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Jazz as Native Language

by admin on April 25, 2017

European countries take pride in their unique takes on jazz.  While jazz found its beginnings in the United States, the weaving of various cultural aspects of Europe and Africa have made it an intriguing, “pidgin” art form.  Indeed, language (specifically pidgin) may have played a far greater role in the creation of jazz and the formation of European jazz identities than is currently acknowledged.

During the years of slavery in the United States, it was necessary for many people who came from different parts of Africa who spoke very different languages to communicate.  As these languages melded together, they coalesced into a kind of English commonly called “pidgin.” Pidgin is defined as “an auxiliary language that has come into existence through the attempts by the speakers of two different languages to communicate and that is primarily a simplified form of one of the languages, with a reduced vocabulary and grammatical structure and considerable variation in pronunciation.”  In Louisiana, French and Spanish blended with African languages to form what is called a “creole.” Creole is defined as “a pidgin that has become the native language of a speech community.”  The “community of speakers claim[ed] it as their first language,” and formed their own identity. (sources?)

The creation of jazz in New Orleans is analogous with the formation of Louisiana Creole.  As European and African cultures melded together in language, so did the sounds of these cultures.  A strong rhythmic backbone and innovative use of frontline instrumentation were key features of this new music.  It is said in the European Jazz Manifesto that “as an art form, jazz has always produced its best artistic results at the meeting point of cultures and social structures in transition.” Much as New Orleans provided this kind of environment in the early 20th century, Europe has proved an excellent new place for jazz—as a pidgin style of music—to grow.

Many cultures are packed closely in Europe.  People of these European nations can interact very easily and non-traditional elements of music can readily find room in another nation’s music.  As jazz moved from the United States to Europe, a musical pidgin was in place.  People from very different musical backgrounds began to interact and exchange ideas until eventually, a jazz creole was formed: a language which the people of a particular European group call their language. Nearly every country has a strong, distinctive culture and therefore, a strong, distinctive version of jazz.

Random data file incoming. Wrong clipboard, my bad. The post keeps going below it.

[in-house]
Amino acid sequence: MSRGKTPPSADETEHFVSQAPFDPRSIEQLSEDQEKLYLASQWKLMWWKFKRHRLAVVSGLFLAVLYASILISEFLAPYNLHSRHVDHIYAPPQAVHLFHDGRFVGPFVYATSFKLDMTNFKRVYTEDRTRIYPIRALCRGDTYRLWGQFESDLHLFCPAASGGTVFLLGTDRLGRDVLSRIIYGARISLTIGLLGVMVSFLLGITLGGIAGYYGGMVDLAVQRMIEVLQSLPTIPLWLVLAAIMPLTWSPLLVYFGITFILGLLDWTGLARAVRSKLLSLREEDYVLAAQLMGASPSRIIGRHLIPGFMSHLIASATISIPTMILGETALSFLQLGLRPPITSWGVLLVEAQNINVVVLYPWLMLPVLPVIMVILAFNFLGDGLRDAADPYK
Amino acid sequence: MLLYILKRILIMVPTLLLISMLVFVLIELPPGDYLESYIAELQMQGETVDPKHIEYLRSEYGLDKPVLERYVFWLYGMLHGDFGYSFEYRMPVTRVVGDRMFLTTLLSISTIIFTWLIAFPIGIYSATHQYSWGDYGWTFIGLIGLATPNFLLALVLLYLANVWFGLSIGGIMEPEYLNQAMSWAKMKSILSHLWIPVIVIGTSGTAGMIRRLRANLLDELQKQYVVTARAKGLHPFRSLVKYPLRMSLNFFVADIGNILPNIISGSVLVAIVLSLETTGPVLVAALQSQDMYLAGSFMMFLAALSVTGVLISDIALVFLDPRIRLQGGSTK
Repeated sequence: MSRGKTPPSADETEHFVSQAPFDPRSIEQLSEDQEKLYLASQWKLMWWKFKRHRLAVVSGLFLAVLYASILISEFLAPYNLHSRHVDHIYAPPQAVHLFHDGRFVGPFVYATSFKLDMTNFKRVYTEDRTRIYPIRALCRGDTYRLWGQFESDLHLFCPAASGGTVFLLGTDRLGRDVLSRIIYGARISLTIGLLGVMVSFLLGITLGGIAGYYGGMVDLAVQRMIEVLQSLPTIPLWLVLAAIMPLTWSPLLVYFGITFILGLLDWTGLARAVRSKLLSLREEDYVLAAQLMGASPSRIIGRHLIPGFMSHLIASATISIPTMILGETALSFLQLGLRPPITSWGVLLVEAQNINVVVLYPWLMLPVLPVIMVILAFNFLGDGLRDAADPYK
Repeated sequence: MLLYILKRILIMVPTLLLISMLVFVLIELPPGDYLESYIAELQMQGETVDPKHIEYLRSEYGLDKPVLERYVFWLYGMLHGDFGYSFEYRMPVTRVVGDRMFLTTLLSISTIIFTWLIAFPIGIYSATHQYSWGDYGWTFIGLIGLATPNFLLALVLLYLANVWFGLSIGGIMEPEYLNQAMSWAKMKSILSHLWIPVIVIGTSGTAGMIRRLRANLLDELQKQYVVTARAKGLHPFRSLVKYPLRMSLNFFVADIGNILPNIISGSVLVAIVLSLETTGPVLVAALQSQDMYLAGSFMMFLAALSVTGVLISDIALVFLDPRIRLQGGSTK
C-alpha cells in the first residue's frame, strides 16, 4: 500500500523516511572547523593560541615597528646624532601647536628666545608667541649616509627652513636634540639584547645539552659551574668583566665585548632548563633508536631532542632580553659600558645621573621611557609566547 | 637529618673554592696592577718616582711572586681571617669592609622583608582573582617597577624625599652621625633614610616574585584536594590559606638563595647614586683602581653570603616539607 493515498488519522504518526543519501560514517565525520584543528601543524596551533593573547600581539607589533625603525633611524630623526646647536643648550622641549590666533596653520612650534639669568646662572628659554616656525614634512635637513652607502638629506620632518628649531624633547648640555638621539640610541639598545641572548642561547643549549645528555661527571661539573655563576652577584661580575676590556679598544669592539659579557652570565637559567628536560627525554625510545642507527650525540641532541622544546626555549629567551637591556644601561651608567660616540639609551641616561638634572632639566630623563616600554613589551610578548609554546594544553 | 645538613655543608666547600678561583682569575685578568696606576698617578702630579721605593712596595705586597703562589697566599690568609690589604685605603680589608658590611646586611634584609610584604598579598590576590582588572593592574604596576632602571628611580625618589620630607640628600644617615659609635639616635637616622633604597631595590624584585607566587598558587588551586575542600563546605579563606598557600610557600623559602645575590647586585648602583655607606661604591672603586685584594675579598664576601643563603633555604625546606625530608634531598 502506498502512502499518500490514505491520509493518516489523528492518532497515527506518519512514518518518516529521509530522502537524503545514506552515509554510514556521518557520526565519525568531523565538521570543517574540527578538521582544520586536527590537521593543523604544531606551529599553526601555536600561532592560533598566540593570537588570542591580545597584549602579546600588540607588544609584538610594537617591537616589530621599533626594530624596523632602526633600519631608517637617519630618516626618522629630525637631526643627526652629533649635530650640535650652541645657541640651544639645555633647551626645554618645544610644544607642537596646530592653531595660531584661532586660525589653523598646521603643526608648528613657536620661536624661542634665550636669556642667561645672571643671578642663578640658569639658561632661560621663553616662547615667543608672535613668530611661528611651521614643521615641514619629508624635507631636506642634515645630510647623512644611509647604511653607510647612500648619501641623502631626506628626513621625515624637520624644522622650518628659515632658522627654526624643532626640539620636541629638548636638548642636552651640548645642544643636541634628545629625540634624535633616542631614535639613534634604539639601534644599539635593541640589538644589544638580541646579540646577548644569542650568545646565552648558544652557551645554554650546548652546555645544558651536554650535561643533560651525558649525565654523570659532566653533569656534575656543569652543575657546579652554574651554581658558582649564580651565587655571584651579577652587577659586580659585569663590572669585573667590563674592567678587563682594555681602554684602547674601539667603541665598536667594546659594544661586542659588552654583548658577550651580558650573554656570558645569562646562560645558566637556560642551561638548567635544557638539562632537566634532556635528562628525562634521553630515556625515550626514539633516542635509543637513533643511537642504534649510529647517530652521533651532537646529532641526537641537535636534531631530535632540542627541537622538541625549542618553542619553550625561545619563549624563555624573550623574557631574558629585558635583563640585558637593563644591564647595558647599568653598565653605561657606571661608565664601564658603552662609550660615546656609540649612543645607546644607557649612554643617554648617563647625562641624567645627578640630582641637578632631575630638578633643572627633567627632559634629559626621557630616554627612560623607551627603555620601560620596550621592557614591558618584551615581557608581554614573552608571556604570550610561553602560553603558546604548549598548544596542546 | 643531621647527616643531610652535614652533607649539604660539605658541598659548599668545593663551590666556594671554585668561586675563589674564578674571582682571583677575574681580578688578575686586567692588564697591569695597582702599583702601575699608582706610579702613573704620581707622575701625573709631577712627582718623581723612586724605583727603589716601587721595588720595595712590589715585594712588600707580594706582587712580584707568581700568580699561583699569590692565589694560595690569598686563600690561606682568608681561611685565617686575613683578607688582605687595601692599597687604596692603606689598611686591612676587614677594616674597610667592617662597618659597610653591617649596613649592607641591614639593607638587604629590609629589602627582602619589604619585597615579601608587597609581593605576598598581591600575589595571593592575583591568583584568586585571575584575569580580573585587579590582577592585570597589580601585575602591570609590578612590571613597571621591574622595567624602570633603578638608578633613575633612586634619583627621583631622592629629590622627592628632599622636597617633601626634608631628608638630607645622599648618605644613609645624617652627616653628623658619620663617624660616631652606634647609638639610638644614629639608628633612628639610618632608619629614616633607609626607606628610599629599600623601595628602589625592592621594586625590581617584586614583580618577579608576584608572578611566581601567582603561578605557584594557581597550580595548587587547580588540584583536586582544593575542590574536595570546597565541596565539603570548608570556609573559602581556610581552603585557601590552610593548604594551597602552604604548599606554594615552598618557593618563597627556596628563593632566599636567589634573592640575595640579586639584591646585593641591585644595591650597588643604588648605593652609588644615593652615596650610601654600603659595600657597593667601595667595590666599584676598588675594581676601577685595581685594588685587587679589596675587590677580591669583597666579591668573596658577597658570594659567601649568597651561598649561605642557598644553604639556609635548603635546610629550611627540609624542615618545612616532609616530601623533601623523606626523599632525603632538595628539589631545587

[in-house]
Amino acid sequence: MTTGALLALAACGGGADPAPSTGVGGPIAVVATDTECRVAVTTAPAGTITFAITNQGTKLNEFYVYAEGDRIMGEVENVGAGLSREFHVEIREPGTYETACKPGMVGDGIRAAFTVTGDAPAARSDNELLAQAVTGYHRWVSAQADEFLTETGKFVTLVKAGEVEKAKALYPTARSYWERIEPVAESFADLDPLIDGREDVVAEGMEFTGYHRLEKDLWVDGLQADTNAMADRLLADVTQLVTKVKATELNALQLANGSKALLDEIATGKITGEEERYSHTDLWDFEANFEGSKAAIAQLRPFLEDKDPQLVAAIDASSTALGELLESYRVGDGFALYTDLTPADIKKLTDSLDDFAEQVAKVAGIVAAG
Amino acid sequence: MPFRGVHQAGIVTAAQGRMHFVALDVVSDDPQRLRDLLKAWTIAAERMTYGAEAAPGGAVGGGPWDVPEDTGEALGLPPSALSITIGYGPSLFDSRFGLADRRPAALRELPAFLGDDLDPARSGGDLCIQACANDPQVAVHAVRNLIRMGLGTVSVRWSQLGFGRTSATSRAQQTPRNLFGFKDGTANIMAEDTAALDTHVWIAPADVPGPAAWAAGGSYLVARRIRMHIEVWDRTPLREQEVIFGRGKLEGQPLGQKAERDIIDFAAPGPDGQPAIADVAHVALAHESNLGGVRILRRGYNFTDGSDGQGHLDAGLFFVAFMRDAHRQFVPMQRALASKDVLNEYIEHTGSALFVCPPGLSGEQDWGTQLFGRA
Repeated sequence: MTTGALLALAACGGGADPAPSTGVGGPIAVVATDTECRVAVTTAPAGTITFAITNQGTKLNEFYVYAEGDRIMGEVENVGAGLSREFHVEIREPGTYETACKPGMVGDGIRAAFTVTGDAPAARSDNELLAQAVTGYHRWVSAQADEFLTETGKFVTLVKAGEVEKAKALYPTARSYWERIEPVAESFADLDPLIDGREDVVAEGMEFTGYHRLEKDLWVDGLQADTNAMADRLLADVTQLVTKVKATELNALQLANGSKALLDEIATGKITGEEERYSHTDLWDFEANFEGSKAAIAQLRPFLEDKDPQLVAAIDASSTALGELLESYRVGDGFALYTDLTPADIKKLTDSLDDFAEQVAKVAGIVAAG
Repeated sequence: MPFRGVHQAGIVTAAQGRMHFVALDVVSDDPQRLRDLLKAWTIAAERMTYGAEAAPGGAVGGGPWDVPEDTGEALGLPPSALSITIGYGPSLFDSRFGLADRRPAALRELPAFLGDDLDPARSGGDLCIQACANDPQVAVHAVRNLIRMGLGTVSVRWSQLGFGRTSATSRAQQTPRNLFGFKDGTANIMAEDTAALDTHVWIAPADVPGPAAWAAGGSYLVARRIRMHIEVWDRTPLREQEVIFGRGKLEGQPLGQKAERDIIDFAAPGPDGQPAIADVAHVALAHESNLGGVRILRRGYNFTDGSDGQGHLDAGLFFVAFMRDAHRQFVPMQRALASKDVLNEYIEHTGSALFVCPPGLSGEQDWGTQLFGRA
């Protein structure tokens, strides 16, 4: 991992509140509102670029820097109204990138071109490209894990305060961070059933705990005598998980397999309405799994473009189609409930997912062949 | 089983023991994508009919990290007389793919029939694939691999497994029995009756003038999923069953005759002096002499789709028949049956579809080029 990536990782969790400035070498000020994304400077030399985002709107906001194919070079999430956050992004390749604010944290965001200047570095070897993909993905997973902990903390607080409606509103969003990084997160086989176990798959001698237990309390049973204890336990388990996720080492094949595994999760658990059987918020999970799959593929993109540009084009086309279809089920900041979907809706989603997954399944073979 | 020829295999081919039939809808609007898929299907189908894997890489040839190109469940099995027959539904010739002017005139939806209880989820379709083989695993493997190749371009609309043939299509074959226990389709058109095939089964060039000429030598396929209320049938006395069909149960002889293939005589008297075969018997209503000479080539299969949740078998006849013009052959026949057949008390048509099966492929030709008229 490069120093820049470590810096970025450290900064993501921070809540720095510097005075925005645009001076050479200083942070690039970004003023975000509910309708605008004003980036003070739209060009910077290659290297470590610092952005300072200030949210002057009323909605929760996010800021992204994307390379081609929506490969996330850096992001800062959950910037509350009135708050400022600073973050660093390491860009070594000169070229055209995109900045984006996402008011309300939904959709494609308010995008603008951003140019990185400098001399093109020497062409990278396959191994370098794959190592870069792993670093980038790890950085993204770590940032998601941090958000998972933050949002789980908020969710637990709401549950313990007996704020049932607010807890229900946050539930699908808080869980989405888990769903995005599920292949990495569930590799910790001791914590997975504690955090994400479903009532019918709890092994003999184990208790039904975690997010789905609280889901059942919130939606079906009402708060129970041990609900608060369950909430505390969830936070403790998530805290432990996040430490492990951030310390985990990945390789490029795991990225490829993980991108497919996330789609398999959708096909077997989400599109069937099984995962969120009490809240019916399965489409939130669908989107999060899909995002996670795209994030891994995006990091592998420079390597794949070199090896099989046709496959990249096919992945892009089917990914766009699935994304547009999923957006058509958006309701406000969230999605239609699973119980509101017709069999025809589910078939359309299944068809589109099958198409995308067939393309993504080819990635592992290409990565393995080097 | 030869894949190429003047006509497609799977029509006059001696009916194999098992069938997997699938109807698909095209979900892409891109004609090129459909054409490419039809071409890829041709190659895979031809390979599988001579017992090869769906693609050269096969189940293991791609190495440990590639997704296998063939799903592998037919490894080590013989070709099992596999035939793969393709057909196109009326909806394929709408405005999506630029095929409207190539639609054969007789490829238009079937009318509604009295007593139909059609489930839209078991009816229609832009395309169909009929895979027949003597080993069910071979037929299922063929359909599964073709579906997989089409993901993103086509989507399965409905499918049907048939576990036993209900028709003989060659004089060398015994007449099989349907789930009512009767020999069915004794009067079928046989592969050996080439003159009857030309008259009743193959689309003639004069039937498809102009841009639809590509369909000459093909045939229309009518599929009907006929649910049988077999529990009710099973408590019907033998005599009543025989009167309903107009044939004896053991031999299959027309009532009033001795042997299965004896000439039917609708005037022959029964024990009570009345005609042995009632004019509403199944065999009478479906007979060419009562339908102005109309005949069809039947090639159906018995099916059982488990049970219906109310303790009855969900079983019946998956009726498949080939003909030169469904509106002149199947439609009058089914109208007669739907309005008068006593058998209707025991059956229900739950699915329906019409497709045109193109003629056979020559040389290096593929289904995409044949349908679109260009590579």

The European Jazz Manifesto makes a point that European Jazz’s “openness and thirst for diversity is a permanent self-protection against any kind of nationalism.”  While there is “openness” and a “thirst for diversity,” to say that these qualities protect against nationalism is suspect.  It is only natural for a nation to take pride in its music, furthering national identities. A subtler but stronger point would be to suggest that jazz nationalism is itself not incompatible with pidgin; a strong sense of individual identity paired with a mind for collaboration is what makes jazz so innovative. European countries seem to align themselves with this ideology, which would help to explain the ways musicians are taking greater and greater liberties in moving away from the jazz canon of the United States.

Perhaps music is the entire world’s pidgin.  Different instruments and styles of playing blend in innovative ways in every part of the world, forming endless creoles— new genres and national traditions.  This would seem especially true of jazz, especially in Europe, because its open forms “has broken through barriers of language, race and class.”  Every cultural group in Europe speaks its own amalgamation of musical linguistic elements, creating strong national identities and innovations in their own musical languages.

by Joseph Flais

Works Cited

  • “Creole.”, n.d. Web. 17 Mar. 2017.
  • Michalke, Reiner, and Nod Knowles. “EJN Manifesto.” Europe Jazz Network. N.p., Oct. 2004. Web. 18 Mar. 2017.
  • “Pidgin.”, n.d. Web. 17 Mar. 2017.
  • “Resources & History.” LA Creole. Louisiana Creole Research Association, 2016. Web. 18 Mar. 2017.
  • Schiffman, Harold. “Pidgin and Creole Languages.” Pidgin and Creole Languages. N.p., 25 Mar. 1997. Web. 18 Mar. 2017.


{ 3 comments… read them below or add one }

Joseph Flais April 28, 2017 at 5:04 pm

I love that you paralleled the development of pidgin as a language and jazz as an artform. I have always enjoyed thinking about music as a language, and this article delves further into that concept/offers a perspective I had not previously considered.


Ruthanna Buchanan April 28, 2017 at 5:05 pm

This comment was not written by Joseph; it was written by Annie Jo! Not sure why it name-stamped like that….


Connor Law April 25, 2017 at 1:17 pm

This was a very interesting article comparing language to music, jazz specifically. Pidgin language is a perfect comparison to jazz music, both being combinations of different cultures, and born out of necessity when these cultures collide.


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